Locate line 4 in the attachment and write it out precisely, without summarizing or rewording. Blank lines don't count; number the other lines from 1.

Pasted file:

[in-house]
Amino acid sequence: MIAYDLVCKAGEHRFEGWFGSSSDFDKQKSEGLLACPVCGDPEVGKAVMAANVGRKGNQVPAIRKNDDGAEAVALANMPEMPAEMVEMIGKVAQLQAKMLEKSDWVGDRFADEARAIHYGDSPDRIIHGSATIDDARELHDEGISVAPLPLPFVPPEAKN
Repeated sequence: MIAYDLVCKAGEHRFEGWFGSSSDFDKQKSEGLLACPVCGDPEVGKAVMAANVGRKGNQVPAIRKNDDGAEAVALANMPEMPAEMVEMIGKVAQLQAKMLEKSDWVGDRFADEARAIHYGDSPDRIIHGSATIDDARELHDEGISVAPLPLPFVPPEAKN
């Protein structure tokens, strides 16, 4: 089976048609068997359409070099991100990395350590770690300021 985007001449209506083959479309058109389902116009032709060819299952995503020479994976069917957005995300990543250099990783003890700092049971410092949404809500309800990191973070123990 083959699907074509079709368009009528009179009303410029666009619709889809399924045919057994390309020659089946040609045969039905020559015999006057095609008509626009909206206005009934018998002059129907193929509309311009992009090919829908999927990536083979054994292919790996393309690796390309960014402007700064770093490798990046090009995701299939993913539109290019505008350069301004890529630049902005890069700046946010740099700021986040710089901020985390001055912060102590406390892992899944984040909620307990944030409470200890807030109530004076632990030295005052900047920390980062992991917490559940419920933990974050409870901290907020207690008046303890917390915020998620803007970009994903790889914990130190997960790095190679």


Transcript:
């Protein structure tokens, strides 16, 4: 089976048609068997359409070099991100990395350590770690300021 985007001449209506083959479309058109389902116009032709060819299952995503020479994976069917957005995300990543250099990783003890700092049971410092949404809500309800990191973070123990 083959699907074509079709368009009528009179009303410029666009619709889809399924045919057994390309020659089946040609045969039905020559015999006057095609008509626009909206206005009934018998002059129907193929509309311009992009090919829908999927990536083979054994292919790996393309690796390309960014402007700064770093490798990046090009995701299939993913539109290019505008350069301004890529630049902005890069700046946010740099700021986040710089901020985390001055912060102590406390892992899944984040909620307990944030409470200890807030109530004076632990030295005052900047920390980062992991917490559940419920933990974050409870901290907020207690008046303890917390915020998620803007970009994903790889914990130190997960790095190679």